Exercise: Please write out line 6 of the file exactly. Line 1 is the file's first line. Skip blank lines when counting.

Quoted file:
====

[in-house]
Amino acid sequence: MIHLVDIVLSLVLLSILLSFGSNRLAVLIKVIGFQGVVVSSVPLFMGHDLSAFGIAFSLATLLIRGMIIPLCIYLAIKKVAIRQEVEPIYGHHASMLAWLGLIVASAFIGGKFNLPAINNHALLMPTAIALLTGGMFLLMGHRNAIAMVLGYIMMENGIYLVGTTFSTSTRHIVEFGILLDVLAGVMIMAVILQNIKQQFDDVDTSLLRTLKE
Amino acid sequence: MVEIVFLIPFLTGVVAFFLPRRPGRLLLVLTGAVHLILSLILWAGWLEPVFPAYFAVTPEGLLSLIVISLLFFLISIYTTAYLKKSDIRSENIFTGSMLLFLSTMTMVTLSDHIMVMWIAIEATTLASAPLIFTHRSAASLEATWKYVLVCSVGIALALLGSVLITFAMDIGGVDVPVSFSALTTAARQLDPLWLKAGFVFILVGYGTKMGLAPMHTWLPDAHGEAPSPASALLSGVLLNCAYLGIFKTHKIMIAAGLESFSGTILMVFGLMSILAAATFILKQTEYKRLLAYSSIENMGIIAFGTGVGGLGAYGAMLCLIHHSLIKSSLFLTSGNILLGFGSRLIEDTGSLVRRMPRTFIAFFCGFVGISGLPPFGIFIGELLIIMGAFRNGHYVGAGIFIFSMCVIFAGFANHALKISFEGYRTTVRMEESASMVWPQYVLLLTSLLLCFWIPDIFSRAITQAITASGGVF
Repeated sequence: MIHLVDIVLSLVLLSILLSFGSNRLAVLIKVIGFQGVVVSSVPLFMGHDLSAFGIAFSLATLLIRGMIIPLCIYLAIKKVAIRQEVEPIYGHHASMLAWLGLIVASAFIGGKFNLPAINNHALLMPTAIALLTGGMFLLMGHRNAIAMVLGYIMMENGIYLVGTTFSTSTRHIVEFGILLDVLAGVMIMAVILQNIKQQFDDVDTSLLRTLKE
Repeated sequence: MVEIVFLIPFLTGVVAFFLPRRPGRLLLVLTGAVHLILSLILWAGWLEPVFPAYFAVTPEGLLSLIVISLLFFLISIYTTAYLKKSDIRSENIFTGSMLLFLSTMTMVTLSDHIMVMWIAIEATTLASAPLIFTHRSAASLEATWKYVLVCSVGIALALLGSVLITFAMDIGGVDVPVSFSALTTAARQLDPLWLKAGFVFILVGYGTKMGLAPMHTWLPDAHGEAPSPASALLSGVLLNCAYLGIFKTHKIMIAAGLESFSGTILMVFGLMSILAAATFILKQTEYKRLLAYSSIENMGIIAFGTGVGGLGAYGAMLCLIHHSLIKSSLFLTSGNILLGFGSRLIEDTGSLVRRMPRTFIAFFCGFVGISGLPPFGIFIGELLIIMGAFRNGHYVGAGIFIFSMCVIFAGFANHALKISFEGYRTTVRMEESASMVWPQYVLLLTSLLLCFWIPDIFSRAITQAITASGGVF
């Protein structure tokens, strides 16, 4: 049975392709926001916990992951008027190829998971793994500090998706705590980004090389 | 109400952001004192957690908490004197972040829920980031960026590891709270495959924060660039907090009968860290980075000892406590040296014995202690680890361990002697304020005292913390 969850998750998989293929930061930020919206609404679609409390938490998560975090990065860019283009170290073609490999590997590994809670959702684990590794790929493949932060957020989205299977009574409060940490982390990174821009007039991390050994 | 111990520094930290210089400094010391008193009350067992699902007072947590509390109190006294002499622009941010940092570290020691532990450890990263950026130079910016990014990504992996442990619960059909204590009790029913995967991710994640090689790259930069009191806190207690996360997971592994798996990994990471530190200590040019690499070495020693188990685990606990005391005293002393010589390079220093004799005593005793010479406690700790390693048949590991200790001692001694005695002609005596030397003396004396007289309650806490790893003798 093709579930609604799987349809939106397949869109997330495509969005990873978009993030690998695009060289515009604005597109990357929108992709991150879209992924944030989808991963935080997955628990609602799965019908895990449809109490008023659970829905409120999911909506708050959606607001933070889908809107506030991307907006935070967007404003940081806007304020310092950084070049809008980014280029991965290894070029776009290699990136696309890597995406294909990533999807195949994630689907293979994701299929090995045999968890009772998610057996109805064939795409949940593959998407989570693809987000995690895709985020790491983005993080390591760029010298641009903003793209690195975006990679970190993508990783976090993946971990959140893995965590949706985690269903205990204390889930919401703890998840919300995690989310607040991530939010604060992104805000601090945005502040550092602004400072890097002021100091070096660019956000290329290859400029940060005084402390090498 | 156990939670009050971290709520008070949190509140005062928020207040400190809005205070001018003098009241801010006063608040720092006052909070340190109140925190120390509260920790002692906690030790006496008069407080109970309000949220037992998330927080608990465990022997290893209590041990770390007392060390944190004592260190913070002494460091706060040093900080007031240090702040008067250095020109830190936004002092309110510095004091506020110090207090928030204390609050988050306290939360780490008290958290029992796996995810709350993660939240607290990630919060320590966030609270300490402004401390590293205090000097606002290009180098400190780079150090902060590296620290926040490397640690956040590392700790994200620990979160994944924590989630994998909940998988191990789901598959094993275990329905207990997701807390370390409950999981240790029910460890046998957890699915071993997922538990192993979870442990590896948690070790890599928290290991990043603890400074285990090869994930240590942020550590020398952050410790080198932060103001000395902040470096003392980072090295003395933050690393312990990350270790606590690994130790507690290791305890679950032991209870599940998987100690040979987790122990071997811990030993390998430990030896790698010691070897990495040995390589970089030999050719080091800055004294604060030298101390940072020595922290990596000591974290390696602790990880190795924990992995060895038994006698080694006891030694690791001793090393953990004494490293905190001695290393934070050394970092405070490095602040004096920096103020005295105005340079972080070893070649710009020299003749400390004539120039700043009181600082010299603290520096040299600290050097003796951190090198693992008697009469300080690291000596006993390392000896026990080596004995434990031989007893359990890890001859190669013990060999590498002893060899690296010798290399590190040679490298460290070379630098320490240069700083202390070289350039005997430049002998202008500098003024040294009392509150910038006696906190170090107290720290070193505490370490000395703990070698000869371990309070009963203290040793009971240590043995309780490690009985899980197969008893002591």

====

């Protein structure tokens, strides 16, 4: 049975392709926001916990992951008027190829998971793994500090998706705590980004090389 | 109400952001004192957690908490004197972040829920980031960026590891709270495959924060660039907090009968860290980075000892406590040296014995202690680890361990002697304020005292913390 969850998750998989293929930061930020919206609404679609409390938490998560975090990065860019283009170290073609490999590997590994809670959702684990590794790929493949932060957020989205299977009574409060940490982390990174821009007039991390050994 | 111990520094930290210089400094010391008193009350067992699902007072947590509390109190006294002499622009941010940092570290020691532990450890990263950026130079910016990014990504992996442990619960059909204590009790029913995967991710994640090689790259930069009191806190207690996360997971592994798996990994990471530190200590040019690499070495020693188990685990606990005391005293002393010589390079220093004799005593005793010479406690700790390693048949590991200790001692001694005695002609005596030397003396004396007289309650806490790893003798 093709579930609604799987349809939106397949869109997330495509969005990873978009993030690998695009060289515009604005597109990357929108992709991150879209992924944030989808991963935080997955628990609602799965019908895990449809109490008023659970829905409120999911909506708050959606607001933070889908809107506030991307907006935070967007404003940081806007304020310092950084070049809008980014280029991965290894070029776009290699990136696309890597995406294909990533999807195949994630689907293979994701299929090995045999968890009772998610057996109805064939795409949940593959998407989570693809987000995690895709985020790491983005993080390591760029010298641009903003793209690195975006990679970190993508990783976090993946971990959140893995965590949706985690269903205990204390889930919401703890998840919300995690989310607040991530939010604060992104805000601090945005502040550092602004400072890097002021100091070096660019956000290329290859400029940060005084402390090498 | 156990939670009050971290709520008070949190509140005062928020207040400190809005205070001018003098009241801010006063608040720092006052909070340190109140925190120390509260920790002692906690030790006496008069407080109970309000949220037992998330927080608990465990022997290893209590041990770390007392060390944190004592260190913070002494460091706060040093900080007031240090702040008067250095020109830190936004002092309110510095004091506020110090207090928030204390609050988050306290939360780490008290958290029992796996995810709350993660939240607290990630919060320590966030609270300490402004401390590293205090000097606002290009180098400190780079150090902060590296620290926040490397640690956040590392700790994200620990979160994944924590989630994998909940998988191990789901598959094993275990329905207990997701807390370390409950999981240790029910460890046998957890699915071993997922538990192993979870442990590896948690070790890599928290290991990043603890400074285990090869994930240590942020550590020398952050410790080198932060103001000395902040470096003392980072090295003395933050690393312990990350270790606590690994130790507690290791305890679950032991209870599940998987100690040979987790122990071997811990030993390998430990030896790698010691070897990495040995390589970089030999050719080091800055004294604060030298101390940072020595922290990596000591974290390696602790990880190795924990992995060895038994006698080694006891030694690791001793090393953990004494490293905190001695290393934070050394970092405070490095602040004096920096103020005295105005340079972080070893070649710009020299003749400390004539120039700043009181600082010299603290520096040299600290050097003796951190090198693992008697009469300080690291000596006993390392000896026990080596004995434990031989007893359990890890001859190669013990060999590498002893060899690296010798290399590190040679490298460290070379630098320490240069700083202390070289350039005997430049002998202008500098003024040294009392509150910038006696906190170090107290720290070193505490370490000395703990070698000869371990309070009963203290040793009971240590043995309780490690009985899980197969008893002591």